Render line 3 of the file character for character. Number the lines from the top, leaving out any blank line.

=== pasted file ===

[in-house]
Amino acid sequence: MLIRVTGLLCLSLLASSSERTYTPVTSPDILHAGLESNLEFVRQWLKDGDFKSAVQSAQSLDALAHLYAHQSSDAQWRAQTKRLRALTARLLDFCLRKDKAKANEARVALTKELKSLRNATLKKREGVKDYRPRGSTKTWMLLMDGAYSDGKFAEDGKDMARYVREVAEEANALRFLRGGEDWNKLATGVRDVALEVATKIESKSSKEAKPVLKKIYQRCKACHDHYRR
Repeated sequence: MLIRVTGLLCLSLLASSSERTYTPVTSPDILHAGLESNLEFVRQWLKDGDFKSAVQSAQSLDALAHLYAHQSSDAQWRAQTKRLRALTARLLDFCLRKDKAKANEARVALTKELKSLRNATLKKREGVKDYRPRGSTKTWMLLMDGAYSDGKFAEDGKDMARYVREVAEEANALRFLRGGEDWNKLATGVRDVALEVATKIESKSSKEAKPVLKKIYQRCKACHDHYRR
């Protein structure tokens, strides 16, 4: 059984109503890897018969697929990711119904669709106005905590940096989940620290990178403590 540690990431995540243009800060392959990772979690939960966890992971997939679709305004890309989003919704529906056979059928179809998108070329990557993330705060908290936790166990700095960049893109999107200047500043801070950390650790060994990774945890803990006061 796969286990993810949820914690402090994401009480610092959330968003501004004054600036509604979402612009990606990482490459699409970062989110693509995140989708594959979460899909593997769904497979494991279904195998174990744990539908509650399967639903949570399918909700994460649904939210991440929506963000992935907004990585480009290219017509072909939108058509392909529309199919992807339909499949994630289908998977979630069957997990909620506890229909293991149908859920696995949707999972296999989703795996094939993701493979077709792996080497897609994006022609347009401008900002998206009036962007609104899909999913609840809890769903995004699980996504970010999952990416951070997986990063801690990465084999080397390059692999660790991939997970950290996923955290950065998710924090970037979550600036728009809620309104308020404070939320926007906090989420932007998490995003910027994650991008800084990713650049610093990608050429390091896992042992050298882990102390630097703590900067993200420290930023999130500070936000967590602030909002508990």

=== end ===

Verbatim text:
Repeated sequence: MLIRVTGLLCLSLLASSSERTYTPVTSPDILHAGLESNLEFVRQWLKDGDFKSAVQSAQSLDALAHLYAHQSSDAQWRAQTKRLRALTARLLDFCLRKDKAKANEARVALTKELKSLRNATLKKREGVKDYRPRGSTKTWMLLMDGAYSDGKFAEDGKDMARYVREVAEEANALRFLRGGEDWNKLATGVRDVALEVATKIESKSSKEAKPVLKKIYQRCKACHDHYRR